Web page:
The 41-game suspension is one of the longest suspensions in league history for an on-ice incident. It’s also Torres’ fifth. He has also been fined three times and received two warnings. He’s received suspensions for hits to the head on Jordan Eberle (2011), Nate Prosser (2011), Marian Hossa (2012), and Jarrett Stoll (2013).
Billy Coutu was banned for life in 1927 after an incident in which he assaulted two referees and started a bench-clearing brawl. The ban was eventually amended after two and a half years, but the man known as “Wild Beaver” never played in the NHL again and the league has never again issued a lifetime ban.
Chris Simon received a 30-game suspension for a stomping incident involving Jarkko Ruutu, while former Philadelphia Flyers winger Jesse Boulerice was suspended 25 games for cross-checking Ryan Kesler in the face. Simon received a 25-game ban for his two-handed stick attack to the face of New York Rangers forward Ryan Hollweg.
Simon faced a total of 65 games in suspension throughout his NHL career, starting way back in 1997 when he was banned for three games following a stick-swinging incident involving Mike Grier. He was part of a small group of NHL players seemingly incapable of learning.
And Torres is certainly on that list.
Consider back in 2011 when he wasn’t disciplined for his hit to the head of Andrew Ference, then of the Boston Bruins. The very next night, Torres took a run at Colorado’s Jan Hejda and received a fine for a headshot. Two nights after that, he was suspended two games for the aforementioned Prosser hit. Bear in mind, too, that Torres was suspended for four games earlier in the year for the Eberle hit.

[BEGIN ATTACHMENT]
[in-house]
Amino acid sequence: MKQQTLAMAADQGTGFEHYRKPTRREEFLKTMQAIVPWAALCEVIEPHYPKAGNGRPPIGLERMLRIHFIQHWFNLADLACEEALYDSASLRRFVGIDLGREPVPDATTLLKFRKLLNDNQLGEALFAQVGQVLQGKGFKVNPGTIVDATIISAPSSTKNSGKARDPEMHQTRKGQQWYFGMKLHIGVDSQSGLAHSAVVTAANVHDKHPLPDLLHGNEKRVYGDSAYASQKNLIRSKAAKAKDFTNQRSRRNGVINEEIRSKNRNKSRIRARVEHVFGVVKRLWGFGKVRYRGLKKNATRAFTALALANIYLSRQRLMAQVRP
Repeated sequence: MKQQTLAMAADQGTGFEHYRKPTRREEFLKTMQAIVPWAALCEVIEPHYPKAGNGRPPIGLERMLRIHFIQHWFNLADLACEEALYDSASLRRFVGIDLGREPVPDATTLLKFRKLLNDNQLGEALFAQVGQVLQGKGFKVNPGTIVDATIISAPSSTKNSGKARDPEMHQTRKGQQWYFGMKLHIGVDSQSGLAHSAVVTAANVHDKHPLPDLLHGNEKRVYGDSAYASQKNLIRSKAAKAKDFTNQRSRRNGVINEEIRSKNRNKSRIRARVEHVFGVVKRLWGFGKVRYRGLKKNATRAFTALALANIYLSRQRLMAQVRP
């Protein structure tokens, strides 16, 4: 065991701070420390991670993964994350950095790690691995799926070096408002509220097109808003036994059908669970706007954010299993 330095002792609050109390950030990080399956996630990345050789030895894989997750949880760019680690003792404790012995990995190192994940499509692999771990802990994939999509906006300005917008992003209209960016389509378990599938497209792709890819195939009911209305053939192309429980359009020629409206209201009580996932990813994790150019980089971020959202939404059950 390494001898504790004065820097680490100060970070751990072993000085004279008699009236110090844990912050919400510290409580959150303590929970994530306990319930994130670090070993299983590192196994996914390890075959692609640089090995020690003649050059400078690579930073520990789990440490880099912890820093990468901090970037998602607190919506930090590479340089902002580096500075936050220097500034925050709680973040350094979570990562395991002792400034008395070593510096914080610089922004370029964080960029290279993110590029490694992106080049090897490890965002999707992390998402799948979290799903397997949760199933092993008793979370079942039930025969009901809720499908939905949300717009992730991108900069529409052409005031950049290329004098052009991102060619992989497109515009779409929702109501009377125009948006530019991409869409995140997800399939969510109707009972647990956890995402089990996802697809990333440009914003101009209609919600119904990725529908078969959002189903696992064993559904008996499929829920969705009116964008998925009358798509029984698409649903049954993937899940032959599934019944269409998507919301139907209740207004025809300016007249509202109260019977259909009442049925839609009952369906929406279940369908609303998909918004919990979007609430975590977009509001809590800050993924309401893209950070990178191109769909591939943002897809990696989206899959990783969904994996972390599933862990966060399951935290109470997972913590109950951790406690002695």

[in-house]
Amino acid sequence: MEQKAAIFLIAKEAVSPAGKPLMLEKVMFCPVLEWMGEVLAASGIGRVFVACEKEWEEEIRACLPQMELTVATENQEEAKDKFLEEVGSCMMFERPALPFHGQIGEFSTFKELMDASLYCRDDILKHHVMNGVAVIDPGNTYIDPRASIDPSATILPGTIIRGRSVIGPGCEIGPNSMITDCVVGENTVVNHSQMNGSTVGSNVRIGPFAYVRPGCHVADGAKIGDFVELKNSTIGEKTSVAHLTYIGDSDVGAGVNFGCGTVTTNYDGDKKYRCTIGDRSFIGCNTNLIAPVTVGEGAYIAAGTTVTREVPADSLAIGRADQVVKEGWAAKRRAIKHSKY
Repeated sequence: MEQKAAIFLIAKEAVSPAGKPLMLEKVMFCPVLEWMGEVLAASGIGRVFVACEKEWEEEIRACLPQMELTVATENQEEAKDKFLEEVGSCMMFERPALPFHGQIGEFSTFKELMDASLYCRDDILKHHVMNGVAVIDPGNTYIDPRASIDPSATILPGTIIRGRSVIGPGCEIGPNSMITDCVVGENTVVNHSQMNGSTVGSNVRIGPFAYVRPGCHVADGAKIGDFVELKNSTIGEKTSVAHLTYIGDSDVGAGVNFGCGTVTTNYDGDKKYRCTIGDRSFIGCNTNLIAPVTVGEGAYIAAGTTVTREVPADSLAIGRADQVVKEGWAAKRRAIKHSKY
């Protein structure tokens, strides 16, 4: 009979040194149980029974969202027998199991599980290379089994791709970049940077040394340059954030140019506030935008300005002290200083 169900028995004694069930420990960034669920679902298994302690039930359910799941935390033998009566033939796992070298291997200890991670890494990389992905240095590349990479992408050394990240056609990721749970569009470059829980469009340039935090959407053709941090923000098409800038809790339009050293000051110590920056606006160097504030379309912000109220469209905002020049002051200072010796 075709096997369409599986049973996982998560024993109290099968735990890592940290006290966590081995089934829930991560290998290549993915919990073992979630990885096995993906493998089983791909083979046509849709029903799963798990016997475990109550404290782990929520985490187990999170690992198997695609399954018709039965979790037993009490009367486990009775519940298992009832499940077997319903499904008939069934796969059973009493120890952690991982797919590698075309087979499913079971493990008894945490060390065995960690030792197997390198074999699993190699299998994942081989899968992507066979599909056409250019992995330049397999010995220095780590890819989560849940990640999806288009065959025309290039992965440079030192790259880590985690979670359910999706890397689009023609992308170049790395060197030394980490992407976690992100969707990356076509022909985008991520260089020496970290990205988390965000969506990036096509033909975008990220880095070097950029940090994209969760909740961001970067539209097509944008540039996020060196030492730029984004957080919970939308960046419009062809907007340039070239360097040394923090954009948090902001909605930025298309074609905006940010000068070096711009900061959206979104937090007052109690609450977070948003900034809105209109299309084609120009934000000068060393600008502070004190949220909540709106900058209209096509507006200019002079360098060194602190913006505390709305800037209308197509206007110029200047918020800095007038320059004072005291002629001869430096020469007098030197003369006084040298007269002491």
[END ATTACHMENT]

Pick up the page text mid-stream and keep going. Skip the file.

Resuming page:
The thing that’s weird about the 41-game suspension is that it doesn’t suit the league’s definition of a repeat offender under the terms of the current CBA. “A Player is considered a repeat offender for 18 months following his most recent incident that resulted in a suspension,” say the rules.
Torres had been out due to injury and only played in 15 NHL games since the Stoll suspension in 2013.
Of course, the repeat offender status is really only used to calculate “the amount of salary forfeited should he receive another suspension.” And furthermore, “his past history may come into consideration when determining future Supplemental Discipline.”
The other matter is that the Sharks will be down a roster spot for the first half of this season. And they’ll be paying for it, as Torres’ salary goes to the Players’ Emergency Assistance Fun. So he’s hurting his team here and that won’t sit well, which could make it even harder for other teams to want to take a gamble on him after his current deal expires at the end of this season.